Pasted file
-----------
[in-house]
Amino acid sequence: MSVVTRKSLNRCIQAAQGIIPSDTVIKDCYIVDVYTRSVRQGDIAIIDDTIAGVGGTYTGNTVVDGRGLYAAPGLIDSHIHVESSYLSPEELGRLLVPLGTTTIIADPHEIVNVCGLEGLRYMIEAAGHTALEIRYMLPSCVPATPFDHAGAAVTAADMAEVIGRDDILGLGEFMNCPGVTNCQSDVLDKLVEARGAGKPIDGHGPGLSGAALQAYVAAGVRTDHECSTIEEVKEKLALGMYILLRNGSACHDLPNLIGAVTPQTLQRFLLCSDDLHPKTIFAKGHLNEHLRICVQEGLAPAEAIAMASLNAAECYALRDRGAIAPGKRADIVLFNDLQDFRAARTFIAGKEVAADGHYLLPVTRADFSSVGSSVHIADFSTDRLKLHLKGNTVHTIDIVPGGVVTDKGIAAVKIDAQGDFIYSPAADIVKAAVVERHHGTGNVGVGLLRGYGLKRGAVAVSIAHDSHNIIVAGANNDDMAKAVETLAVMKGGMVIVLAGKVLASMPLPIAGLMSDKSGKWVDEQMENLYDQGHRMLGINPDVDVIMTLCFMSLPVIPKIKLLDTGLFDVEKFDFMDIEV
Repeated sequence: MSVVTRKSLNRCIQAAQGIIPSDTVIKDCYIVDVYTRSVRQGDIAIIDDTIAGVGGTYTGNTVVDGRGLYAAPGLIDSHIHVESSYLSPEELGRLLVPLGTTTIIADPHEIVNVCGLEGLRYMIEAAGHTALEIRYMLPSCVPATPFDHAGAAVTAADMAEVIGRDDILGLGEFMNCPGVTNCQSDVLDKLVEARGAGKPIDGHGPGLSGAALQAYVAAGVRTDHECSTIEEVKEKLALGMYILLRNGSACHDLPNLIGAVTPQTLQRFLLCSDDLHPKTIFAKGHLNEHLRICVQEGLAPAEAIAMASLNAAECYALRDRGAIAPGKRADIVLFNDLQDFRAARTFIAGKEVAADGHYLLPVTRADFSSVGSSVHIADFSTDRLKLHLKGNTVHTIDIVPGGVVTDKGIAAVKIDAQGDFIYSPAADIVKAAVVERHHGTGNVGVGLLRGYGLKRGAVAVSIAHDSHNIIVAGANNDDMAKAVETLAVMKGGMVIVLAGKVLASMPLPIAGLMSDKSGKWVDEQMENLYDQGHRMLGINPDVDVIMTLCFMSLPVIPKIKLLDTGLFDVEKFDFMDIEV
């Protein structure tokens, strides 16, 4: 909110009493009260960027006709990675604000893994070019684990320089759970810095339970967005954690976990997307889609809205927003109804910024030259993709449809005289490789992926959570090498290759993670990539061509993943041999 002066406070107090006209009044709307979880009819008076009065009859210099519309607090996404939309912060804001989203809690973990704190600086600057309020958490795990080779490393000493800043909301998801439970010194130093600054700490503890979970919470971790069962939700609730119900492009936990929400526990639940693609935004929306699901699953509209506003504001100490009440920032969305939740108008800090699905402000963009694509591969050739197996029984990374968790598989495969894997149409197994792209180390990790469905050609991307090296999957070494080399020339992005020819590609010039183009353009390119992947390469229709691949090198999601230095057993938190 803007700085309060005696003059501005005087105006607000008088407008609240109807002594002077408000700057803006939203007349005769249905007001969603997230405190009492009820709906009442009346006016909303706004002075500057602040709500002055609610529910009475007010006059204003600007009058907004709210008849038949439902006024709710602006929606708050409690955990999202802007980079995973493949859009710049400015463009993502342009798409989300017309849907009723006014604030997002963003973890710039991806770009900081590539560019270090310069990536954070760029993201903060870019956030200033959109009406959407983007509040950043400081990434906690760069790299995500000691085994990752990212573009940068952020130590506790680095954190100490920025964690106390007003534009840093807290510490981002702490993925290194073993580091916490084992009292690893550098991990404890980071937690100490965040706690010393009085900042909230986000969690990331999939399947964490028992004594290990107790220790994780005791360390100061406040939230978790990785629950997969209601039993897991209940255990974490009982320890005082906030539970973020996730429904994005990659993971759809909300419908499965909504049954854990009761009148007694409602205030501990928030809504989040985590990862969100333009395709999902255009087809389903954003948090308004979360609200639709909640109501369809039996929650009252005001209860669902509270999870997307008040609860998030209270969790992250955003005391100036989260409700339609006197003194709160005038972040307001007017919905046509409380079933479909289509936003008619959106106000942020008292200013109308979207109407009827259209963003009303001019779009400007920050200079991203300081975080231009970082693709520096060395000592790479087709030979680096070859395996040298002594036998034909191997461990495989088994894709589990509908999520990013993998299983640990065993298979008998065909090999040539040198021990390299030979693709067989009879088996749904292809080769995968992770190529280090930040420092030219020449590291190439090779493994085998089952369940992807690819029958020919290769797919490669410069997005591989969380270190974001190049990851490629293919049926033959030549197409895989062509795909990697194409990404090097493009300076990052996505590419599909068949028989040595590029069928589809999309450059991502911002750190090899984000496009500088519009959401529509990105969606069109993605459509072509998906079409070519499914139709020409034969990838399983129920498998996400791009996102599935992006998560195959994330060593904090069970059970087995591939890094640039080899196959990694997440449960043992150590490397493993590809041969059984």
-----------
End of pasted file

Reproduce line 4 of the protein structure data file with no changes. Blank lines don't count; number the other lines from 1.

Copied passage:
């Protein structure tokens, strides 16, 4: 909110009493009260960027006709990675604000893994070019684990320089759970810095339970967005954690976990997307889609809205927003109804910024030259993709449809005289490789992926959570090498290759993670990539061509993943041999 002066406070107090006209009044709307979880009819008076009065009859210099519309607090996404939309912060804001989203809690973990704190600086600057309020958490795990080779490393000493800043909301998801439970010194130093600054700490503890979970919470971790069962939700609730119900492009936990929400526990639940693609935004929306699901699953509209506003504001100490009440920032969305939740108008800090699905402000963009694509591969050739197996029984990374968790598989495969894997149409197994792209180390990790469905050609991307090296999957070494080399020339992005020819590609010039183009353009390119992947390469229709691949090198999601230095057993938190 803007700085309060005696003059501005005087105006607000008088407008609240109807002594002077408000700057803006939203007349005769249905007001969603997230405190009492009820709906009442009346006016909303706004002075500057602040709500002055609610529910009475007010006059204003600007009058907004709210008849038949439902006024709710602006929606708050409690955990999202802007980079995973493949859009710049400015463009993502342009798409989300017309849907009723006014604030997002963003973890710039991806770009900081590539560019270090310069990536954070760029993201903060870019956030200033959109009406959407983007509040950043400081990434906690760069790299995500000691085994990752990212573009940068952020130590506790680095954190100490920025964690106390007003534009840093807290510490981002702490993925290194073993580091916490084992009292690893550098991990404890980071937690100490965040706690010393009085900042909230986000969690990331999939399947964490028992004594290990107790220790994780005791360390100061406040939230978790990785629950997969209601039993897991209940255990974490009982320890005082906030539970973020996730429904994005990659993971759809909300419908499965909504049954854990009761009148007694409602205030501990928030809504989040985590990862969100333009395709999902255009087809389903954003948090308004979360609200639709909640109501369809039996929650009252005001209860669902509270999870997307008040609860998030209270969790992250955003005391100036989260409700339609006197003194709160005038972040307001007017919905046509409380079933479909289509936003008619959106106000942020008292200013109308979207109407009827259209963003009303001019779009400007920050200079991203300081975080231009970082693709520096060395000592790479087709030979680096070859395996040298002594036998034909191997461990495989088994894709589990509908999520990013993998299983640990065993298979008998065909090999040539040198021990390299030979693709067989009879088996749904292809080769995968992770190529280090930040420092030219020449590291190439090779493994085998089952369940992807690819029958020919290769797919490669410069997005591989969380270190974001190049990851490629293919049926033959030549197409895989062509795909990697194409990404090097493009300076990052996505590419599909068949028989040595590029069928589809999309450059991502911002750190090899984000496009500088519009959401529509990105969606069109993605459509072509998906079409070519499914139709020409034969990838399983129920498998996400791009996102599935992006998560195959994330060593904090069970059970087995591939890094640039080899196959990694997440449960043992150590490397493993590809041969059984």